Personally I am sick and fucking tired of auto-play videos.
Hawley’s Social Media Addiction Reduction Technology Act, or the SMART Act, would ban these features that work to keep users on platforms longer, along with others, like Snapstreaks, that incentivize the continued use of these products. If approved, the Federal Trade Commission and Health and Human Services could create similar rules that would expire after three years unless Congress codified them into law.
“Big tech has embraced a business model of addiction,” Hawley said. “Too much of the ‘innovation’ in this space is designed not to create better products, but to capture more attention by using psychological tricks that make it difficult to look away.”
Deceptive design played an enormous part in last week’s FTC settlement with Facebook, and Hawley’s bill would make it unlawful for tech companies to use dark patterns to manipulate users into opting into services. For example, “accept” and “decline” checkboxes would need to be the same font, format, and size to help users make better, more informed choices.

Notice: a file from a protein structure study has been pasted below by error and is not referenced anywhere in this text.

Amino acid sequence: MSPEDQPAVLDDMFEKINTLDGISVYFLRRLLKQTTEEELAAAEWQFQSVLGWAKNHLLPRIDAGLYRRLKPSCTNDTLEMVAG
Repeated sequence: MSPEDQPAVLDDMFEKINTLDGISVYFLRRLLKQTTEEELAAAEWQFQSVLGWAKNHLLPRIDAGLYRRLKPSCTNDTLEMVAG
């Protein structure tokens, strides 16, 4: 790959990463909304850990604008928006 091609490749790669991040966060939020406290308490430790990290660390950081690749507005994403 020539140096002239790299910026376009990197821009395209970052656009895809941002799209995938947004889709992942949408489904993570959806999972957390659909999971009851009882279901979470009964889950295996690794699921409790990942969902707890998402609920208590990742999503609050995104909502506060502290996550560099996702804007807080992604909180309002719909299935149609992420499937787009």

“Social media companies deploy a host of tactics designed to manipulate users in ways that undermines their wellbeing,” Josh Golin, executive director of campaign for a Commercial Free Childhood, said.
At a hearing late last month, senators heard from a panel of experts on persuasive tech. Tristan Harris, a former Google design ethicist, explained how platforms create products to increase the amount of time users spend on a site. “If I take the bottom out of this glass and I keep refilling the water or the wine, you won’t know when to stop drinking,” Harris told the committee. “That’s what happens with infinitely scrolling feeds.”
Some companies, like Apple, already have tools that help users track how much time they’re spending on different apps and websites. If this bill were to become law, social media companies would be required to implement similar tools that track use across all of the devices a user owns.